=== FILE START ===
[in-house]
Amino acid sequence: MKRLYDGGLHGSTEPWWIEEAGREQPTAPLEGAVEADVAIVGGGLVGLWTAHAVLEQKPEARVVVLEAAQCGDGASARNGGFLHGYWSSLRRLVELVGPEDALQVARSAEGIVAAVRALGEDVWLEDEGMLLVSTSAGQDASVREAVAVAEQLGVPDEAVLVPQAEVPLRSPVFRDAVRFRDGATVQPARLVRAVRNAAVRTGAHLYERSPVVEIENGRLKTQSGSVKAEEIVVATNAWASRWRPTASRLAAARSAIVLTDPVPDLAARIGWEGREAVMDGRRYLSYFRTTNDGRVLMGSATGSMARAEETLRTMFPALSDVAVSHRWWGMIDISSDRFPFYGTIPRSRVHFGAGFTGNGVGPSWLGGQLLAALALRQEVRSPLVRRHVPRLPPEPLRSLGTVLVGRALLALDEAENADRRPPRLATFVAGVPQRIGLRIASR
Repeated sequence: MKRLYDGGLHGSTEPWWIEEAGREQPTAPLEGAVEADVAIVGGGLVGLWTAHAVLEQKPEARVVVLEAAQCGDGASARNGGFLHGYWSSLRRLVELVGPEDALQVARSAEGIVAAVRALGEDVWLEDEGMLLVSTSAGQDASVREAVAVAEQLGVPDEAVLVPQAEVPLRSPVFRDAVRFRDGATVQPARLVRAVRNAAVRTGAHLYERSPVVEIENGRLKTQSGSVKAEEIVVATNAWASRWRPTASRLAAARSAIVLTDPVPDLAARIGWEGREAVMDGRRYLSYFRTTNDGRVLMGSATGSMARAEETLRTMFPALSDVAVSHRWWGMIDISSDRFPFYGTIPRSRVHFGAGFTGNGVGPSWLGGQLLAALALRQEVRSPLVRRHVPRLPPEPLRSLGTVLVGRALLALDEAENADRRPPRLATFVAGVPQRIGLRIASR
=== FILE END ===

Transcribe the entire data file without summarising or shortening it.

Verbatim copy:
[in-house]
Amino acid sequence: MKRLYDGGLHGSTEPWWIEEAGREQPTAPLEGAVEADVAIVGGGLVGLWTAHAVLEQKPEARVVVLEAAQCGDGASARNGGFLHGYWSSLRRLVELVGPEDALQVARSAEGIVAAVRALGEDVWLEDEGMLLVSTSAGQDASVREAVAVAEQLGVPDEAVLVPQAEVPLRSPVFRDAVRFRDGATVQPARLVRAVRNAAVRTGAHLYERSPVVEIENGRLKTQSGSVKAEEIVVATNAWASRWRPTASRLAAARSAIVLTDPVPDLAARIGWEGREAVMDGRRYLSYFRTTNDGRVLMGSATGSMARAEETLRTMFPALSDVAVSHRWWGMIDISSDRFPFYGTIPRSRVHFGAGFTGNGVGPSWLGGQLLAALALRQEVRSPLVRRHVPRLPPEPLRSLGTVLVGRALLALDEAENADRRPPRLATFVAGVPQRIGLRIASR
Repeated sequence: MKRLYDGGLHGSTEPWWIEEAGREQPTAPLEGAVEADVAIVGGGLVGLWTAHAVLEQKPEARVVVLEAAQCGDGASARNGGFLHGYWSSLRRLVELVGPEDALQVARSAEGIVAAVRALGEDVWLEDEGMLLVSTSAGQDASVREAVAVAEQLGVPDEAVLVPQAEVPLRSPVFRDAVRFRDGATVQPARLVRAVRNAAVRTGAHLYERSPVVEIENGRLKTQSGSVKAEEIVVATNAWASRWRPTASRLAAARSAIVLTDPVPDLAARIGWEGREAVMDGRRYLSYFRTTNDGRVLMGSATGSMARAEETLRTMFPALSDVAVSHRWWGMIDISSDRFPFYGTIPRSRVHFGAGFTGNGVGPSWLGGQLLAALALRQEVRSPLVRRHVPRLPPEPLRSLGTVLVGRALLALDEAENADRRPPRLATFVAGVPQRIGLRIASR